After landing in Dublin, we rented a car and drove down to Killarney, where our lodging was for most of the trip. Richard drove the entire trip. It was the first time had driven on the 'other' side of the road. The most difficult part was shifting with his left hand. The next day we drove around the Ring of Kerry. This is a circular drive starting in Killarney and following the shoreline of the Kerry Peninsula, until you get back to Killarney again.
The Ring of Kerry was perfect for children. It was a full day of driving, but we stopped frequently to enjoy scenic views, visit historic sites and try local food. The children were able to stretch and run often as we made our way around the ring.
Our first stop was Muckross House, a Victorian mansion located in the National Park near Killarney. Ownership has gone through different hands, it has been given as a wedding gift (gee wouldn't that be nice?), and even Queen Victoria stayed here at one point in 1861. Unfortunately, the tour wasn't available when we arrived, so we only saw the outside and the surrounding scenery. But even from what we saw, it was beautiful. Here we are at the entrance. A kind stranger took a family shot for us, but left out the house behind us.
From the side of the house, you have a large lawn and an amazing view of the lake and National Park beyond.
This is the side of the house that has the lake view.
And the backside has a pretty rose garden. Here's Hope making a typical silly face.
Next stop was Staigue Fort, which is a circular fort with stone walls. The fort is thought to have been built around 300-400 AD.
Richard and the kids on top of the fort's wall. See how green the grass is and how blue the sky is? I love it!
The kids had fun exploring the small storage areas that were dug at the base of the fort.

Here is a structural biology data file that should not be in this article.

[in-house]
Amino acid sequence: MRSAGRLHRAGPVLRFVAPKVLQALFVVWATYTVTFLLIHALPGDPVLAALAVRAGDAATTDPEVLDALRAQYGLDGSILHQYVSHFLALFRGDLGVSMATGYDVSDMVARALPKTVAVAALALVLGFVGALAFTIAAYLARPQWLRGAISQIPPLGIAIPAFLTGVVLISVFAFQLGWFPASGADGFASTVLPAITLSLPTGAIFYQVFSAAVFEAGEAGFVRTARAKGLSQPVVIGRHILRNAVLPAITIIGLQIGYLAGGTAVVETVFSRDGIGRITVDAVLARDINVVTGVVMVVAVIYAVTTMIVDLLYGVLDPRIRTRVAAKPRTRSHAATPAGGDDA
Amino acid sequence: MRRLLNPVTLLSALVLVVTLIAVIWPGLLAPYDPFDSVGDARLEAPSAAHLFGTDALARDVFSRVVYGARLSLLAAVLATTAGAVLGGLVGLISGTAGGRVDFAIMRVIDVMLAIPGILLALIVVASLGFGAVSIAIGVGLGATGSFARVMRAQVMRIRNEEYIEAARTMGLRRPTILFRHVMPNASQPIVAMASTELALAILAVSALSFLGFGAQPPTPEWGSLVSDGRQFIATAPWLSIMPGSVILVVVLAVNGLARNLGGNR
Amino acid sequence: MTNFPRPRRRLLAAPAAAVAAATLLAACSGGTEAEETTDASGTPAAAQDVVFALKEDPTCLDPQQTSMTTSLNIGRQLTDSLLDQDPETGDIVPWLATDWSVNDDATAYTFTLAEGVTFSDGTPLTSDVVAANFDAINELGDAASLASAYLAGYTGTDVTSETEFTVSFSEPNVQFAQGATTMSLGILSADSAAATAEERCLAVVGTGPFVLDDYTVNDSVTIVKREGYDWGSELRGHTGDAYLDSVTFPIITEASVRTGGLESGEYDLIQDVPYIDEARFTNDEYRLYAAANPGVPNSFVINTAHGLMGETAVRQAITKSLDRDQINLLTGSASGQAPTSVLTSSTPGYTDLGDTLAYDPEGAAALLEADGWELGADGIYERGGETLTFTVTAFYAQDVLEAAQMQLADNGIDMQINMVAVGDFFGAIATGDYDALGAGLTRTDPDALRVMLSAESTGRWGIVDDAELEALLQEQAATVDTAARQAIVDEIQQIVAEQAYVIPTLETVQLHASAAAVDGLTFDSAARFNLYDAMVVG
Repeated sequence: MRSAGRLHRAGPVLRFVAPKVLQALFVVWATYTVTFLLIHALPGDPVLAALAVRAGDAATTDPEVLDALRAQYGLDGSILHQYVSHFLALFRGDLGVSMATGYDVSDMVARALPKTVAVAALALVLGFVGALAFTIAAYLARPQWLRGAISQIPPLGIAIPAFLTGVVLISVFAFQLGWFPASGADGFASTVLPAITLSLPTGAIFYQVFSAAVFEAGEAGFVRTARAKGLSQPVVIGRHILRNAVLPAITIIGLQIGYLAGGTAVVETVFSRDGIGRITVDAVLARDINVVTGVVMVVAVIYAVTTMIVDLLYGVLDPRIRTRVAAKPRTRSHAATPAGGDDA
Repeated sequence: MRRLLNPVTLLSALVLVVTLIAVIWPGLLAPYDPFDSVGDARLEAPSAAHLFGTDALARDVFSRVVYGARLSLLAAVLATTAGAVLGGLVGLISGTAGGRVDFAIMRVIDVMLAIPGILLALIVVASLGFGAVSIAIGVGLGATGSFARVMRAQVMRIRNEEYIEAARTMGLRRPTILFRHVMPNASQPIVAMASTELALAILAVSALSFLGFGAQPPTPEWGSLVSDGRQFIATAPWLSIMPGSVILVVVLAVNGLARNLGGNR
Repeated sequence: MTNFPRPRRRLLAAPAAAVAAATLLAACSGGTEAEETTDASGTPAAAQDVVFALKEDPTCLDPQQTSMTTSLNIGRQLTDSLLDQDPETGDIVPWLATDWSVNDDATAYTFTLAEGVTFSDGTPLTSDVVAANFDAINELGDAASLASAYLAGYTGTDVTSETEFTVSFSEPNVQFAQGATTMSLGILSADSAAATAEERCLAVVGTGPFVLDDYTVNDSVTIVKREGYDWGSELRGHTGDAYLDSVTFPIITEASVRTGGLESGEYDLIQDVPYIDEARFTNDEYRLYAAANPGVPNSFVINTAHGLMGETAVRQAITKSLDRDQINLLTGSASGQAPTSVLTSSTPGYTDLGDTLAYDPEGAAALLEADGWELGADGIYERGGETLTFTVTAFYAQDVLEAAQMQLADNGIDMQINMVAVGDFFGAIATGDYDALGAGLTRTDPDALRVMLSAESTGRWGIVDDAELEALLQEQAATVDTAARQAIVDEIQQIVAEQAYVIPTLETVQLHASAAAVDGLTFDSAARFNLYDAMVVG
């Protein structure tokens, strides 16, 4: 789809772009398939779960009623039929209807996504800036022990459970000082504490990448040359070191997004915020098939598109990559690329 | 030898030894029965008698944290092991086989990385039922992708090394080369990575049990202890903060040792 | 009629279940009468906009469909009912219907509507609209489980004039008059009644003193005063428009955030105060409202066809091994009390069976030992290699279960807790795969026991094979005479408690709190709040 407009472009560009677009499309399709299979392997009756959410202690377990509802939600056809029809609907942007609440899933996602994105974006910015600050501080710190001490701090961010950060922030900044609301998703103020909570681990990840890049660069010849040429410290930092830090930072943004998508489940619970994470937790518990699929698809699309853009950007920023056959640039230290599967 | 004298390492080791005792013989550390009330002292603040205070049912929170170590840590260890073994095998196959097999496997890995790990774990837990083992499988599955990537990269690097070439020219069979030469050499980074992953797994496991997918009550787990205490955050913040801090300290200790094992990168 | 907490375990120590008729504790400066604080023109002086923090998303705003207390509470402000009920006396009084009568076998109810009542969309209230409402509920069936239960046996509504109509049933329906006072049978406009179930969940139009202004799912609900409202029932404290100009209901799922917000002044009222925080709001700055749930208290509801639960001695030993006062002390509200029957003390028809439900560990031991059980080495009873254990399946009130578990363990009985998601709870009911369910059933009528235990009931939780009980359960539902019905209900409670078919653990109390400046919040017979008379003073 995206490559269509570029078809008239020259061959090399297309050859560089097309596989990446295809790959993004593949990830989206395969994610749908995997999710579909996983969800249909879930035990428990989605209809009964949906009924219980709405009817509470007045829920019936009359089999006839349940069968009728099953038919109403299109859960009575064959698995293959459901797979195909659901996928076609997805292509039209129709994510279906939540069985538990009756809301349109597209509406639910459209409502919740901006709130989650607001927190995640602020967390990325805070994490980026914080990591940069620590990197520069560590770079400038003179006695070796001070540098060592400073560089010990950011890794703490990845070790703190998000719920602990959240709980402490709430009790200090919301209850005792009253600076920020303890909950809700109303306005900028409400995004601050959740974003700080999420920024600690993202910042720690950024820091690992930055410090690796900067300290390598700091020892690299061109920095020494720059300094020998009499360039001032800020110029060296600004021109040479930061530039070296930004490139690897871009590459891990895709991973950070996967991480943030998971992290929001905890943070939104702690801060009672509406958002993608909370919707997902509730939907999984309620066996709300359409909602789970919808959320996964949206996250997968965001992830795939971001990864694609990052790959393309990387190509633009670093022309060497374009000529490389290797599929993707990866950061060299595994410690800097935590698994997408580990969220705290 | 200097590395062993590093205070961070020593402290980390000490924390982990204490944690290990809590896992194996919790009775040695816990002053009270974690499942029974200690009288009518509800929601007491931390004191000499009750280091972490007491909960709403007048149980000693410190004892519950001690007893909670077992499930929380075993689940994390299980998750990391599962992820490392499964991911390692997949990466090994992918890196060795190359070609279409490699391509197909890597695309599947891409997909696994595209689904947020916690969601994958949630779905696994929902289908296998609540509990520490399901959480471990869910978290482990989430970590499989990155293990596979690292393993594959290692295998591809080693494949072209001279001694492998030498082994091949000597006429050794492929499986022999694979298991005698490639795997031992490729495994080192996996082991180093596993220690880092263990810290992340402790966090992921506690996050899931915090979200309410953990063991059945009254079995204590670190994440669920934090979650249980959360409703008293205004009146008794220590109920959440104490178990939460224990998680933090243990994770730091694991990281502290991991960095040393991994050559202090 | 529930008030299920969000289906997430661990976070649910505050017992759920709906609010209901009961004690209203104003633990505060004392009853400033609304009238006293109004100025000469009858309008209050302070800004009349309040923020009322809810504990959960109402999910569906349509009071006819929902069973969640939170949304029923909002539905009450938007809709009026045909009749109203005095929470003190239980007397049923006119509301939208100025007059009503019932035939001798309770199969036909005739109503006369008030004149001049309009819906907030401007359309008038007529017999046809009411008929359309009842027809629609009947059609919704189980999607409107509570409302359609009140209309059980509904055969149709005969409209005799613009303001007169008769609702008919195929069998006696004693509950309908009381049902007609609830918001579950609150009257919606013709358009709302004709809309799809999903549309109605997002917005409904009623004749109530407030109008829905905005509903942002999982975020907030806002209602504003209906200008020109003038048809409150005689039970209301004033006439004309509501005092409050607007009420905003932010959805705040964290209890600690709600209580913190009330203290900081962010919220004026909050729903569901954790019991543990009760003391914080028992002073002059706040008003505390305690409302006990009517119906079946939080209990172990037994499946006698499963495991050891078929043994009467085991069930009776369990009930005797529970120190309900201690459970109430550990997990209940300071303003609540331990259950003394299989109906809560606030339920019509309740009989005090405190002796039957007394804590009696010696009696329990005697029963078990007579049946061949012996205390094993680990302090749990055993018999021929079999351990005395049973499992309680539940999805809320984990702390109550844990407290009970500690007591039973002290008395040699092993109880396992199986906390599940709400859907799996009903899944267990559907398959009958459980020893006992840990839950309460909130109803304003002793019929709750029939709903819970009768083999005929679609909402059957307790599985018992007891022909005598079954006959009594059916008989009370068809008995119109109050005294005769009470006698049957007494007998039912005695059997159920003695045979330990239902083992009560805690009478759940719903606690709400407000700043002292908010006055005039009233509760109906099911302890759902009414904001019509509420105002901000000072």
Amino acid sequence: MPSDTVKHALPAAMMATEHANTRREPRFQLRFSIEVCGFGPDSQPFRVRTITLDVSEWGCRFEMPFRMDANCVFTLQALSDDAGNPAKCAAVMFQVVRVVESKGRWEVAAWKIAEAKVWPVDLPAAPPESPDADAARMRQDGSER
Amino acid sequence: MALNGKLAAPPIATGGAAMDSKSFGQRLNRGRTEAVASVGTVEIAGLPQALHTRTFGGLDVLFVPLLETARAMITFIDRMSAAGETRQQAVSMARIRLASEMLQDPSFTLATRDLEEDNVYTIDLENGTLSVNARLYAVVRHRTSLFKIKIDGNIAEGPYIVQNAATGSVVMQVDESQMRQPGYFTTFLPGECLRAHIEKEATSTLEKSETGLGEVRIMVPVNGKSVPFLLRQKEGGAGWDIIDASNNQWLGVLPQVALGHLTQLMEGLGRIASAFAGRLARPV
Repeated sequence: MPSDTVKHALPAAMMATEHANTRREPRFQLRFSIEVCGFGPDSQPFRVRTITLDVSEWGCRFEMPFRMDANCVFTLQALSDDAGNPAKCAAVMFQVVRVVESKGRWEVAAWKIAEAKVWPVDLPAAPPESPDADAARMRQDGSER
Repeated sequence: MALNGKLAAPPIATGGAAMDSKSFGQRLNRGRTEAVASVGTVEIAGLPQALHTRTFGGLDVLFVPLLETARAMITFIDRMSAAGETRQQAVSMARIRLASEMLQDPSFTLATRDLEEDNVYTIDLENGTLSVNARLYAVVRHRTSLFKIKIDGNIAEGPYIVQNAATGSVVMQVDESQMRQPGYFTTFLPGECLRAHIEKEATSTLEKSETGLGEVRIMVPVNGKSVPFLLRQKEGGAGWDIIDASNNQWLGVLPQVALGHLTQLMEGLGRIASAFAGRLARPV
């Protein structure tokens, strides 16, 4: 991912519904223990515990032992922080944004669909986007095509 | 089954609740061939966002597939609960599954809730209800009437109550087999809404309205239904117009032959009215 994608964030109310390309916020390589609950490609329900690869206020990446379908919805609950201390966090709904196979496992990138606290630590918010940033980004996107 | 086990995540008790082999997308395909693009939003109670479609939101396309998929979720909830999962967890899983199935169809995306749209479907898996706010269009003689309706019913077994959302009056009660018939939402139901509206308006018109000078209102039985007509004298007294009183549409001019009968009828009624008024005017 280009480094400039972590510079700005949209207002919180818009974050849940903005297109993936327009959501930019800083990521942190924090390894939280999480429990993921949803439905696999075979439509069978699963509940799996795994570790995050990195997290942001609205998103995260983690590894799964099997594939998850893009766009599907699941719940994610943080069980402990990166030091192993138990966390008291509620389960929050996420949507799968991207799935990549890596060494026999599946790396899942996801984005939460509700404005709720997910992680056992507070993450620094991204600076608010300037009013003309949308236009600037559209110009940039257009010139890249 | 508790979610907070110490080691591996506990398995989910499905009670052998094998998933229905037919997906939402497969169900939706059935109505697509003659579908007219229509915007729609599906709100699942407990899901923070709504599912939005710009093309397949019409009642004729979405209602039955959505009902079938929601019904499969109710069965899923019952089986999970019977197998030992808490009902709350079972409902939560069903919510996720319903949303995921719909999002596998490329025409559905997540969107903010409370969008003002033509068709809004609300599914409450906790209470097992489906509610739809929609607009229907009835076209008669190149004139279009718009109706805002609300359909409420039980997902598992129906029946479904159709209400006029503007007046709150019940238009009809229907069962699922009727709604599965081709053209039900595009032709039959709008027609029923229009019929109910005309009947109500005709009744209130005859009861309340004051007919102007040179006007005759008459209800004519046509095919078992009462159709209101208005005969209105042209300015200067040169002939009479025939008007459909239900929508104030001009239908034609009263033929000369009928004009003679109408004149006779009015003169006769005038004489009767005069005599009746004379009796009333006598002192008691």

After a delicious local lunch with soups and sandwiches, we headed to Derrynane Beach. We practically had the beach to ourselves which made the experience even better. We watched the waves come in and threw rocks into them. We played in the sand and climbed up boulders, then ate a delicious chocolaty treat we saved from lunch.
We also stopped at Coomakista Pass, which is a scenic view of the shoreline and islands in the distance.
On the next day we drove up to the peninsula just north of Kerry, called Dingle Peninsula. Our first stop was Kilmalkedar Church and grave site. The church no longer has a roof, but many interesting architectural details still remain. Of note are the designs in the archways, and the stones with carved letters from an ancient alphabet.
Next we stopped at Gallarus Oratory, which is believed to be an early Christian church. You can see it's shaped like a bee hive, and some huts have been found in the area that have the same bee hive look to them. This oratory only has two spots where light can come in; the door and a small window on the wall opposite the door. On the cloudy day we visited, it was difficult to capture a picture of the inside, but the only difference in the walls, is a spot near the door where one could set a candle for light. Other than that, it's just an empty room.
Off we went to the town of Dingle, which is a cute little fishing village. They have their own brewery, called Dingle Brewing Company. We took a tour and enjoyed the beer, which the kids had some orange juice.
A must-do before leaving Dingle, was a stop at the well-known Murphys Ice Cream shop. They serve up unique, high quality ice cream that is delicious!
The last full day we went back to Dublin and visited Trinity College and The Guinness Storehouse. Trinity college was a pretty site with its old buildings that are well maintained.
We went into the library, which was gorgeous. Yes, a library can be gorgeous! It had floor to ceiling books on two levels and winding metal stairways to reach them all. You're not allowed to go through them, because the majority of these books are very old, and the college is working on restoring them. There is also The Book of Kells on display in its own room (no pictures allowed), which is an old copy of the four Gospels. Two copies are on display, while the other two are locked away, and rotated in for security. It was interesting the view the book, which was written by quill and ink on calf skin in Latin.
At The Guinness Storehouse, we took a tour through seven different floors, and ended up at the top level where we enjoyed some Guinness while viewing the Dublin skyline.
Even the baby got to try some. ;)
I highly recommend a trip to Ireland for anyone thinking about it. It's absolutely beautiful and filled with things to do and see!